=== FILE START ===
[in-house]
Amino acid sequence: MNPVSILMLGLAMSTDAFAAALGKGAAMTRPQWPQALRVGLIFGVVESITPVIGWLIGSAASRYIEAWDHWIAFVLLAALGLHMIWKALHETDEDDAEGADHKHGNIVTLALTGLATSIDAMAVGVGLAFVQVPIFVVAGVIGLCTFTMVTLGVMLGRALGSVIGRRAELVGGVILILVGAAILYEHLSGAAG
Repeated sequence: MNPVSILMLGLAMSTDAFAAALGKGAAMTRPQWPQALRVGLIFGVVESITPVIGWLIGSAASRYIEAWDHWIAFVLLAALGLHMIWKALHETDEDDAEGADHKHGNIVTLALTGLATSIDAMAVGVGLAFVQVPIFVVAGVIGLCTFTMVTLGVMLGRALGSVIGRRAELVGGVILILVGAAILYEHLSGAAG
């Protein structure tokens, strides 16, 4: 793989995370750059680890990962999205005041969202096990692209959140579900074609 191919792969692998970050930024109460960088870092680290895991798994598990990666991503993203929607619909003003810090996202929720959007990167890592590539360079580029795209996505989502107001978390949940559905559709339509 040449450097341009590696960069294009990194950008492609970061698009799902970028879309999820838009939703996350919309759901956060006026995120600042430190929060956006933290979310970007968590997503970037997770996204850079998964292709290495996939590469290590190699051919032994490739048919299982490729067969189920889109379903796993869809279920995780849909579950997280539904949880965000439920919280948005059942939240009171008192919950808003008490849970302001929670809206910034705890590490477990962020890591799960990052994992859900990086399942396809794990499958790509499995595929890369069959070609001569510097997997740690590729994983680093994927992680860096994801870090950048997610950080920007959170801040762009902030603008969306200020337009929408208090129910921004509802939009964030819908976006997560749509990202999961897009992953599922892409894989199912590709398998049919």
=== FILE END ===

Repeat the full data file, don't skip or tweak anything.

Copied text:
[in-house]
Amino acid sequence: MNPVSILMLGLAMSTDAFAAALGKGAAMTRPQWPQALRVGLIFGVVESITPVIGWLIGSAASRYIEAWDHWIAFVLLAALGLHMIWKALHETDEDDAEGADHKHGNIVTLALTGLATSIDAMAVGVGLAFVQVPIFVVAGVIGLCTFTMVTLGVMLGRALGSVIGRRAELVGGVILILVGAAILYEHLSGAAG
Repeated sequence: MNPVSILMLGLAMSTDAFAAALGKGAAMTRPQWPQALRVGLIFGVVESITPVIGWLIGSAASRYIEAWDHWIAFVLLAALGLHMIWKALHETDEDDAEGADHKHGNIVTLALTGLATSIDAMAVGVGLAFVQVPIFVVAGVIGLCTFTMVTLGVMLGRALGSVIGRRAELVGGVILILVGAAILYEHLSGAAG
């Protein structure tokens, strides 16, 4: 793989995370750059680890990962999205005041969202096990692209959140579900074609 191919792969692998970050930024109460960088870092680290895991798994598990990666991503993203929607619909003003810090996202929720959007990167890592590539360079580029795209996505989502107001978390949940559905559709339509 040449450097341009590696960069294009990194950008492609970061698009799902970028879309999820838009939703996350919309759901956060006026995120600042430190929060956006933290979310970007968590997503970037997770996204850079998964292709290495996939590469290590190699051919032994490739048919299982490729067969189920889109379903796993869809279920995780849909579950997280539904949880965000439920919280948005059942939240009171008192919950808003008490849970302001929670809206910034705890590490477990962020890591799960990052994992859900990086399942396809794990499958790509499995595929890369069959070609001569510097997997740690590729994983680093994927992680860096994801870090950048997610950080920007959170801040762009902030603008969306200020337009929408208090129910921004509802939009964030819908976006997560749509990202999961897009992953599922892409894989199912590709398998049919």